In these four references we have conflicting meanings. You will notice that two of them have the meaning of the word as is traditionally taught “torture” “pain” “torment” etc. that’s all! No other definition is given i.e. exclusively torment! This is what these would have you believe to be the word’s only meaning... In the other two dictionaries we have it as literally “a touchstone” meaning to test for purity. As I said, traditional readings have for the most part chosen to go with the definition “torment” without giving the English reader any idea that there is actually another and more literal definition; closer to the original writer’s intent. The reason for this choice can be found in the following work in this reference;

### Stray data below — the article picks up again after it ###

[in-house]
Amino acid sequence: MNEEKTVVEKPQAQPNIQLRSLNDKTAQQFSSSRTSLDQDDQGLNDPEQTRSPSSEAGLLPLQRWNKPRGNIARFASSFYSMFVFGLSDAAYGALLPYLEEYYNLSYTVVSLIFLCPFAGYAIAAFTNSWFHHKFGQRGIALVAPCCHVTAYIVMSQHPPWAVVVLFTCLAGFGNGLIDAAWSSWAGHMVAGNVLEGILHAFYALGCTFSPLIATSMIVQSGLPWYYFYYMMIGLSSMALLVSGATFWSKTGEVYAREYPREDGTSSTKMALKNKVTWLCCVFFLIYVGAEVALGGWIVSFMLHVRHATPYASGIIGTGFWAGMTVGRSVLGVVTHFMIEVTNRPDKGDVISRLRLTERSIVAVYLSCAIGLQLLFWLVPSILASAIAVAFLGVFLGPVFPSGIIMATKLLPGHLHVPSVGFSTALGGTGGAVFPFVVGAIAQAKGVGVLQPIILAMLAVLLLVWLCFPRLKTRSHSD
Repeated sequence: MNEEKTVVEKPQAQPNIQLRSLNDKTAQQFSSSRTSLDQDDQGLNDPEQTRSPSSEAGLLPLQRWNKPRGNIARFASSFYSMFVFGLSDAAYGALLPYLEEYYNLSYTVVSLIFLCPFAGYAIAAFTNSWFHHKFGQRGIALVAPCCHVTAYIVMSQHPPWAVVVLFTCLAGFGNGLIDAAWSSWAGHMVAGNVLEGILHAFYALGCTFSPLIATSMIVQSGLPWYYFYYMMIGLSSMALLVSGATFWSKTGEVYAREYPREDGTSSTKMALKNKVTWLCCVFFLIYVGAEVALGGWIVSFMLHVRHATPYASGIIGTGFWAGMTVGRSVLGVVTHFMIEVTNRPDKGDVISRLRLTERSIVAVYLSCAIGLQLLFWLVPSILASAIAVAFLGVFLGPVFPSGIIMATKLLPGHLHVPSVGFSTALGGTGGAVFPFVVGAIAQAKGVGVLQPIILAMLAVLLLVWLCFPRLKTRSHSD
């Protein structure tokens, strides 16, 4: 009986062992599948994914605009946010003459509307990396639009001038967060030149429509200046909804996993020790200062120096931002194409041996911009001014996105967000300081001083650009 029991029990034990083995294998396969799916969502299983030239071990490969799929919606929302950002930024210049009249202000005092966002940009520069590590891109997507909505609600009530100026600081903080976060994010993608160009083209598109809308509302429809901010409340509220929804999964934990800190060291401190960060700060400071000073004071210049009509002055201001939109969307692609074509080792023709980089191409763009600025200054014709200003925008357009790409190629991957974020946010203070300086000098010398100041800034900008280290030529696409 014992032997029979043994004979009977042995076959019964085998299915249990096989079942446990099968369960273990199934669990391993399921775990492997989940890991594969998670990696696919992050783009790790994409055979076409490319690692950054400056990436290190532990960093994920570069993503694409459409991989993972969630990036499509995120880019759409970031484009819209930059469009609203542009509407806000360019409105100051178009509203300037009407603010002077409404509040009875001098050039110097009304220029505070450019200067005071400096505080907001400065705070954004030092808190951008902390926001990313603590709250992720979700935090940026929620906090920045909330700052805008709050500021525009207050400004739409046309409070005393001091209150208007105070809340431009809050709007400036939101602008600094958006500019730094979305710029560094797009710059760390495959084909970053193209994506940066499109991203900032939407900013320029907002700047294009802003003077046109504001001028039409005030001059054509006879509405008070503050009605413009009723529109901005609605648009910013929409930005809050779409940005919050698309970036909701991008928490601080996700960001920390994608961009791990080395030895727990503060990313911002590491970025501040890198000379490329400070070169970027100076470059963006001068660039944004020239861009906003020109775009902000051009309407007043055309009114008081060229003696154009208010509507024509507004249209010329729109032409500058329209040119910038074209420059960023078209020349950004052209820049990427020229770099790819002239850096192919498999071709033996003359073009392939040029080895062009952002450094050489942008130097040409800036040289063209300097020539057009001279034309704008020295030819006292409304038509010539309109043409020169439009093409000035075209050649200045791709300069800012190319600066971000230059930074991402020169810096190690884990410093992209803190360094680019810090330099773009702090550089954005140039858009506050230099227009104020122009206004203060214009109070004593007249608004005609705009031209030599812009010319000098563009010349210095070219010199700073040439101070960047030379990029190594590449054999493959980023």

The βάσανος originally belongs to the calling of the inspector of coins. It is linked with the Heb. root בחן (“to test”) and the Egyptian bḫn; (“basalt”). According to K. Sethe. bhn is the word which underlies the Heb. בחן2 and the Gk. βάσανος. βάσανος is generally accepted to be a loan word. βασανίτης is most closely related to it. Βασανίτου λίθου ὄρος is the mountain of the bḫn stone. R. Herzog3 thinks that he may deduce from the etymological development that the ars spectandi, the testing of gold and silver as media of exchange by the proving stone, was first developed by the Babylonians, then came to the Aramaeans and Hebrews by way of Lydia (Λυδίαλίθος [Bacchyl. Fr., 14, 1, Blass]; βάσανος, Bacchyl., 8, 58), and from them to the Gks. In non-biblical Gk. βάσανος is a commercial expression, or is used in relation to government. It then acquires the meaning of the checking of calculations, which develops naturally out of the basic sense of βάσανος, βασανίζειν (P. Oxy., 58, 25 [288 A.D.]). In the spiritual sphere it has the figure, sense, which is closely related to the original concrete meaning, of a means of testing (Anth. Pal., VII, 54: ἀνδρῶν κρινομένων ἐν βασάνῳ σοφίης).